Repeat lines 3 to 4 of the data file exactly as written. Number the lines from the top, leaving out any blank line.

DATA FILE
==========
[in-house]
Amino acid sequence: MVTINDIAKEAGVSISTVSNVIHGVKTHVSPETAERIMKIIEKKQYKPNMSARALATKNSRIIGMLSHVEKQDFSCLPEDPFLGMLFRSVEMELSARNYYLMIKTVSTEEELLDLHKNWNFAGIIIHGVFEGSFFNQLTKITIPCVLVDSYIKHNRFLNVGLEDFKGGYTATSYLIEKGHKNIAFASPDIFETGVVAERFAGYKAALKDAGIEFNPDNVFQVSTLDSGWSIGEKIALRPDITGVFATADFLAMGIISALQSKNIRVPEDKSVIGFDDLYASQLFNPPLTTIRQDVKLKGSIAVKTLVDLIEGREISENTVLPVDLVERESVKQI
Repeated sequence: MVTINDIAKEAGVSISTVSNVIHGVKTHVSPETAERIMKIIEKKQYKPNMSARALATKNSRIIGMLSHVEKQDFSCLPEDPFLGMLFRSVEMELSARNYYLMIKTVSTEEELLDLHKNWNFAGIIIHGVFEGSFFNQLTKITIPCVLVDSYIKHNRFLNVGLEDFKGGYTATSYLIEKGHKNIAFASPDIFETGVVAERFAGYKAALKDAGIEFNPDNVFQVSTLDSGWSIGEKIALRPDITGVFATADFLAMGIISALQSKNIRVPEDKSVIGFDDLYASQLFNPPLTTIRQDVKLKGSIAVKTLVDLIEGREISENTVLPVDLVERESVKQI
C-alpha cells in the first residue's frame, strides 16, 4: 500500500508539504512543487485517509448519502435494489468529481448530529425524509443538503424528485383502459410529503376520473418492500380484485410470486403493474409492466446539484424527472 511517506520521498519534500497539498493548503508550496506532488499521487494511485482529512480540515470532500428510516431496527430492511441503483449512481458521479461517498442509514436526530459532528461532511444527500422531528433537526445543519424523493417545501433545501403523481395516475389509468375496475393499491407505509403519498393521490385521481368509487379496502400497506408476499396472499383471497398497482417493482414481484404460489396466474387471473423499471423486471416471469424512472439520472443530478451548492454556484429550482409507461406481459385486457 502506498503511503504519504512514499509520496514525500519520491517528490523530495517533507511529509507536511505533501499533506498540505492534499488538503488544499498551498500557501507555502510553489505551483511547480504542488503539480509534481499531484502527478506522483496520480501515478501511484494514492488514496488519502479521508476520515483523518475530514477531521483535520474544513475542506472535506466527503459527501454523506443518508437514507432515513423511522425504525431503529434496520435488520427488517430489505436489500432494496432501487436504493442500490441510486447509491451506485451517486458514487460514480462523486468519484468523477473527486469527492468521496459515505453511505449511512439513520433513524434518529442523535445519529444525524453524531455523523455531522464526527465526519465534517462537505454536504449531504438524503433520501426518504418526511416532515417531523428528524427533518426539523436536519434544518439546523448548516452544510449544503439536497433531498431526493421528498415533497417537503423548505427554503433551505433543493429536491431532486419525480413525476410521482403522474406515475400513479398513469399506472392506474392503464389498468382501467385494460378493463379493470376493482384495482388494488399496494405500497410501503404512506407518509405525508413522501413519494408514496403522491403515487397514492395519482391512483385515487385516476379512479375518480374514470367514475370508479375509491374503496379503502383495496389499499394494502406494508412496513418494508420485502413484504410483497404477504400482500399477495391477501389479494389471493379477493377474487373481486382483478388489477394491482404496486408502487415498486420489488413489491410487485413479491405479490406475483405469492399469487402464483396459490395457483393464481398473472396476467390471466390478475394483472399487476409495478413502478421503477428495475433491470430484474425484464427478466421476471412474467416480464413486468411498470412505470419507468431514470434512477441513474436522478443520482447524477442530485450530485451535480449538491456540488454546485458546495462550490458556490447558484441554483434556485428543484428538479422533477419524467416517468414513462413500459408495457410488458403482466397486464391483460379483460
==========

Repeated sequence: MVTINDIAKEAGVSISTVSNVIHGVKTHVSPETAERIMKIIEKKQYKPNMSARALATKNSRIIGMLSHVEKQDFSCLPEDPFLGMLFRSVEMELSARNYYLMIKTVSTEEELLDLHKNWNFAGIIIHGVFEGSFFNQLTKITIPCVLVDSYIKHNRFLNVGLEDFKGGYTATSYLIEKGHKNIAFASPDIFETGVVAERFAGYKAALKDAGIEFNPDNVFQVSTLDSGWSIGEKIALRPDITGVFATADFLAMGIISALQSKNIRVPEDKSVIGFDDLYASQLFNPPLTTIRQDVKLKGSIAVKTLVDLIEGREISENTVLPVDLVERESVKQI
C-alpha cells in the first residue's frame, strides 16, 4: 500500500508539504512543487485517509448519502435494489468529481448530529425524509443538503424528485383502459410529503376520473418492500380484485410470486403493474409492466446539484424527472 511517506520521498519534500497539498493548503508550496506532488499521487494511485482529512480540515470532500428510516431496527430492511441503483449512481458521479461517498442509514436526530459532528461532511444527500422531528433537526445543519424523493417545501433545501403523481395516475389509468375496475393499491407505509403519498393521490385521481368509487379496502400497506408476499396472499383471497398497482417493482414481484404460489396466474387471473423499471423486471416471469424512472439520472443530478451548492454556484429550482409507461406481459385486457 502506498503511503504519504512514499509520496514525500519520491517528490523530495517533507511529509507536511505533501499533506498540505492534499488538503488544499498551498500557501507555502510553489505551483511547480504542488503539480509534481499531484502527478506522483496520480501515478501511484494514492488514496488519502479521508476520515483523518475530514477531521483535520474544513475542506472535506466527503459527501454523506443518508437514507432515513423511522425504525431503529434496520435488520427488517430489505436489500432494496432501487436504493442500490441510486447509491451506485451517486458514487460514480462523486468519484468523477473527486469527492468521496459515505453511505449511512439513520433513524434518529442523535445519529444525524453524531455523523455531522464526527465526519465534517462537505454536504449531504438524503433520501426518504418526511416532515417531523428528524427533518426539523436536519434544518439546523448548516452544510449544503439536497433531498431526493421528498415533497417537503423548505427554503433551505433543493429536491431532486419525480413525476410521482403522474406515475400513479398513469399506472392506474392503464389498468382501467385494460378493463379493470376493482384495482388494488399496494405500497410501503404512506407518509405525508413522501413519494408514496403522491403515487397514492395519482391512483385515487385516476379512479375518480374514470367514475370508479375509491374503496379503502383495496389499499394494502406494508412496513418494508420485502413484504410483497404477504400482500399477495391477501389479494389471493379477493377474487373481486382483478388489477394491482404496486408502487415498486420489488413489491410487485413479491405479490406475483405469492399469487402464483396459490395457483393464481398473472396476467390471466390478475394483472399487476409495478413502478421503477428495475433491470430484474425484464427478466421476471412474467416480464413486468411498470412505470419507468431514470434512477441513474436522478443520482447524477442530485450530485451535480449538491456540488454546485458546495462550490458556490447558484441554483434556485428543484428538479422533477419524467416517468414513462413500459408495457410488458403482466397486464391483460379483460